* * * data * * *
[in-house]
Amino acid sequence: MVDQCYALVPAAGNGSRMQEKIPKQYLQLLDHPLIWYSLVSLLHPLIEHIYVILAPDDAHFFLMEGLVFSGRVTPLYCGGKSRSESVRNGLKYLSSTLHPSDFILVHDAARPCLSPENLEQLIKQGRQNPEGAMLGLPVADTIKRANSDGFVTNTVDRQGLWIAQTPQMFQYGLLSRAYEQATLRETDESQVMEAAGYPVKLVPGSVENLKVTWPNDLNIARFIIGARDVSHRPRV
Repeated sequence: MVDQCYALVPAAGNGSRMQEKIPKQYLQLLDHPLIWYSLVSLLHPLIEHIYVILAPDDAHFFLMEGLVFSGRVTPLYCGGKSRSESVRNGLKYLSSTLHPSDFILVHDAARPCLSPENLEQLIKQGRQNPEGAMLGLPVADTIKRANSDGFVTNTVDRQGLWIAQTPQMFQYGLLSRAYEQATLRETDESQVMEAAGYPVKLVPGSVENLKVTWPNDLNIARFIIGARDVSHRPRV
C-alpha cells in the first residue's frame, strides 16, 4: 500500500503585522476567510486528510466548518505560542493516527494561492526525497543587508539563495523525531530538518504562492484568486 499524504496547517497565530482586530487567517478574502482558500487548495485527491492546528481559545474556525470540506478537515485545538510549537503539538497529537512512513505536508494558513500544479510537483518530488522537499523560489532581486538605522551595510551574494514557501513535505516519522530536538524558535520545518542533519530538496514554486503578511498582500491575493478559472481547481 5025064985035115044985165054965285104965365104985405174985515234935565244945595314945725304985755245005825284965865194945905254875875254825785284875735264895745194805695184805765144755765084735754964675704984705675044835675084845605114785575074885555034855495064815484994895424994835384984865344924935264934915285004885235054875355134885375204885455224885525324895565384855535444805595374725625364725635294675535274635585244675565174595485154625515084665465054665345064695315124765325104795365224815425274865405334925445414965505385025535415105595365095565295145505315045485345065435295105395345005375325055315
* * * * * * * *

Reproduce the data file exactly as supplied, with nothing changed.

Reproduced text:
[in-house]
Amino acid sequence: MVDQCYALVPAAGNGSRMQEKIPKQYLQLLDHPLIWYSLVSLLHPLIEHIYVILAPDDAHFFLMEGLVFSGRVTPLYCGGKSRSESVRNGLKYLSSTLHPSDFILVHDAARPCLSPENLEQLIKQGRQNPEGAMLGLPVADTIKRANSDGFVTNTVDRQGLWIAQTPQMFQYGLLSRAYEQATLRETDESQVMEAAGYPVKLVPGSVENLKVTWPNDLNIARFIIGARDVSHRPRV
Repeated sequence: MVDQCYALVPAAGNGSRMQEKIPKQYLQLLDHPLIWYSLVSLLHPLIEHIYVILAPDDAHFFLMEGLVFSGRVTPLYCGGKSRSESVRNGLKYLSSTLHPSDFILVHDAARPCLSPENLEQLIKQGRQNPEGAMLGLPVADTIKRANSDGFVTNTVDRQGLWIAQTPQMFQYGLLSRAYEQATLRETDESQVMEAAGYPVKLVPGSVENLKVTWPNDLNIARFIIGARDVSHRPRV
C-alpha cells in the first residue's frame, strides 16, 4: 500500500503585522476567510486528510466548518505560542493516527494561492526525497543587508539563495523525531530538518504562492484568486 499524504496547517497565530482586530487567517478574502482558500487548495485527491492546528481559545474556525470540506478537515485545538510549537503539538497529537512512513505536508494558513500544479510537483518530488522537499523560489532581486538605522551595510551574494514557501513535505516519522530536538524558535520545518542533519530538496514554486503578511498582500491575493478559472481547481 5025064985035115044985165054965285104965365104985405174985515234935565244945595314945725304985755245005825284965865194945905254875875254825785284875735264895745194805695184805765144755765084735754964675704984705675044835675084845605114785575074885555034855495064815484994895424994835384984865344924935264934915285004885235054875355134885375204885455224885525324895565384855535444805595374725625364725635294675535274635585244675565174595485154625515084665465054665345064695315124765325104795365224815425274865405334925445414965505385025535415105595365095565295145505315045485345065435295105395345005375325055315